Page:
Goth Culture

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Goth Culture

In the late 1800s, the word "gothic" was used to describe a popular type of novel, mysterious and romantic, filled with dark foreboding and supernatural occurrences. Frankenstein, written by Mary Shelley (1797–1851) and published in 1818, is an example of a gothic novel. In the 1980s, a youthful subculture emerged that used the word "gothic" or "goth" to describe itself. Dressed in black, often with hair dyed black against pale skin, these modern goths shared the dark, brooding tone of the gothic novels of the nineteenth century. Young people usually become goths because they feel alienated, or separate, from mainstream society. They are often rejected or ridiculed by their more "normal" peers for one reason or another. Goths embraced that rejection by dressing and acting outlandishly and forming their own separate society. The goth subculture is based not only on magic, mysticism, and romanticizing the dark sides of life but also on tolerance, free-thinking, and challenging traditional gender roles.

Goth culture emerged from the punk (see entry under 1970s—Music in volume 4) subculture of the early 1980s. Punks, too, wore distinctive clothing. They had dyed hair, and pierced body parts as well, although their style was more angry and less mystical than the goths. In the mid-1980s, Anthony H. Wilson (1950–), the manager of a rock band called Joy Division, characterized his band as "gothic" and the term stuck and came to define a lifestyle. That lifestyle is a sort of postmodern medievalism, where devotees combine flowing Victorian clothes with metal studs and buckles, read vampire stories and fairy lore, and listen to the music of bands like Marilyn Manson, White Zombie, and Cradle of Filth.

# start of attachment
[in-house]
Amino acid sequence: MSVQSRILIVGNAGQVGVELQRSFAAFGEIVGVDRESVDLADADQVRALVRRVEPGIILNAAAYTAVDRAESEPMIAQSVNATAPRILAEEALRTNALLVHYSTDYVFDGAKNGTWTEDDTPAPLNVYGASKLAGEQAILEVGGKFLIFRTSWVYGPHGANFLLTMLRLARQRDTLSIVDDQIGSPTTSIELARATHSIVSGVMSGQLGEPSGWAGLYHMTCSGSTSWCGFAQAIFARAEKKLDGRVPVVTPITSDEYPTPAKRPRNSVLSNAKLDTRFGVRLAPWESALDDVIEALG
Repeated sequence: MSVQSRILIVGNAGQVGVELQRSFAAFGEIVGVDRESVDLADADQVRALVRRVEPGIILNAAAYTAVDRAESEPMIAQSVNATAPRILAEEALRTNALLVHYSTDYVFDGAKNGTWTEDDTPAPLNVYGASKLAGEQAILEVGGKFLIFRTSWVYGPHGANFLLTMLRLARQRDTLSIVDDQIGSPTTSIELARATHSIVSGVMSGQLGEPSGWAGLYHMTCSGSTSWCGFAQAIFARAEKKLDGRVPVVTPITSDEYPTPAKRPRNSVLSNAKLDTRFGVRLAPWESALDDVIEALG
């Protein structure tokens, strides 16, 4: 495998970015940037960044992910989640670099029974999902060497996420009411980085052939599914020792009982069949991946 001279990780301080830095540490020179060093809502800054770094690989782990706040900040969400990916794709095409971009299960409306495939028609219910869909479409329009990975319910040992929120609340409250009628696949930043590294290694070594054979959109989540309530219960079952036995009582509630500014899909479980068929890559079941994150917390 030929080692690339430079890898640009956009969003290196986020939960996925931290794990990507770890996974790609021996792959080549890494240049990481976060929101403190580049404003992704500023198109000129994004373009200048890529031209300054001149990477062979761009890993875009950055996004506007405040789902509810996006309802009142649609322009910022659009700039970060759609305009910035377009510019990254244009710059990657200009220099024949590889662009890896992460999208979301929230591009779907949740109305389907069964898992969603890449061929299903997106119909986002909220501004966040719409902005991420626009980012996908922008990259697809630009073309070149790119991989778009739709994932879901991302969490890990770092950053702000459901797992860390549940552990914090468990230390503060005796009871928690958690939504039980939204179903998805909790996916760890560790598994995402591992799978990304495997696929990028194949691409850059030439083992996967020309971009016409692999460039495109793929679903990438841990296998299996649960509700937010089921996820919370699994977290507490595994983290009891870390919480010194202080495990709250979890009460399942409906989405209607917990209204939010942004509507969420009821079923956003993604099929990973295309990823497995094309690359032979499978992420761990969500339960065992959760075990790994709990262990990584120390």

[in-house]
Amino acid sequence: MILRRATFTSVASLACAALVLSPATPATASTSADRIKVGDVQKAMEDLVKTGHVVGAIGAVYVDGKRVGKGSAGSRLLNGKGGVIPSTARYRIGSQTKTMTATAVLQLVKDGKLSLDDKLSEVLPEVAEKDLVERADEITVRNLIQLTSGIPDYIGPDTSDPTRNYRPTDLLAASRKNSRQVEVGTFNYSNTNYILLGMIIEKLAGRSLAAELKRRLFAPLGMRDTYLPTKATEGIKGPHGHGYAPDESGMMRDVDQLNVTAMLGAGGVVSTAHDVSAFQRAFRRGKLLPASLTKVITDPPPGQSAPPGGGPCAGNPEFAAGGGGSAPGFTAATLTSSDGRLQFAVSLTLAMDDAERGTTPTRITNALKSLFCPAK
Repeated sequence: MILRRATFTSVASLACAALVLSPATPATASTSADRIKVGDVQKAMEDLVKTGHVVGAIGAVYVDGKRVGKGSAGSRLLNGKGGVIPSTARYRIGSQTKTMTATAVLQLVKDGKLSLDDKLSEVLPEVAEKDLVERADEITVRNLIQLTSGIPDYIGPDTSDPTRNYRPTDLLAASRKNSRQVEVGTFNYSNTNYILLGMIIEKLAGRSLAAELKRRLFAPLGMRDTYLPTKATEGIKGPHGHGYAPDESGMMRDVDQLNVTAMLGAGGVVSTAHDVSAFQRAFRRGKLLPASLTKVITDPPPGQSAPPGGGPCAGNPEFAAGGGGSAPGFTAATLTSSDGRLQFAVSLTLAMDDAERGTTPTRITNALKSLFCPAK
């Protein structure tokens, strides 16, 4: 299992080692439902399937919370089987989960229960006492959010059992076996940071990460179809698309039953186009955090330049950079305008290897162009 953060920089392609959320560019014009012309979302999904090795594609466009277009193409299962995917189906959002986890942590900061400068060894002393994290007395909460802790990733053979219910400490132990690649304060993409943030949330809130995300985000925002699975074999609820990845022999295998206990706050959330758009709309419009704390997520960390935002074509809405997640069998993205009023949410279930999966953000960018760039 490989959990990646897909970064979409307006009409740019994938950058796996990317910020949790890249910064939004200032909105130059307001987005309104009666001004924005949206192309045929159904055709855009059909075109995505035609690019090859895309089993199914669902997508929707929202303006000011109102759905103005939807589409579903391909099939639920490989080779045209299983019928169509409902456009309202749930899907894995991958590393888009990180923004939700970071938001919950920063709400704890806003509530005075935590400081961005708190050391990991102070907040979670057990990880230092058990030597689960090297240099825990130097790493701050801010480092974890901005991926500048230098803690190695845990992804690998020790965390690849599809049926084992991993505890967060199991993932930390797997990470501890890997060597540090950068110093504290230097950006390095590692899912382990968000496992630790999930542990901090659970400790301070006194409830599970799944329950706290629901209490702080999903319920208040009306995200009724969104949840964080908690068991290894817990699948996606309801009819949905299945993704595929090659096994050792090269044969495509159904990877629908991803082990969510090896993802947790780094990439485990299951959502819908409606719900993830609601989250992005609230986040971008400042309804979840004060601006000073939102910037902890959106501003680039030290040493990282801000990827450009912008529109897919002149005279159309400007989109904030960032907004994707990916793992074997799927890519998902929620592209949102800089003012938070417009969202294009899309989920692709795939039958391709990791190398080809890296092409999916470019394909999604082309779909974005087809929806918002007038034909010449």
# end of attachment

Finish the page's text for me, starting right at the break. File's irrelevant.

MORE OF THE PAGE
Adults sometimes worry about the brooding, depressed nature of many goth youth, and their obsession with death and the supernatural. The April 1999 Columbine High School shooting in Littleton, Colorado, where two goth teenagers shot and killed a teacher and twelve of their fellow classmates and terrorized dozens of others, increased fears that goths are unstable and dangerous. Most goths, however, value humor and gentle theatrics over anger and revenge.

—Tina Gianoulis

For More Information

Acker, Kerry. Everything You Need to Know about the Goth Scene. New York: Rosen Publishing Group, 2000.

Katz, Jon. "What Hath Goth Wrought? A Much Maligned Subculture Hits the Net to Beat a Bad Rap." Utne Reader (No. 96, November-December 1999): pp. 104–8.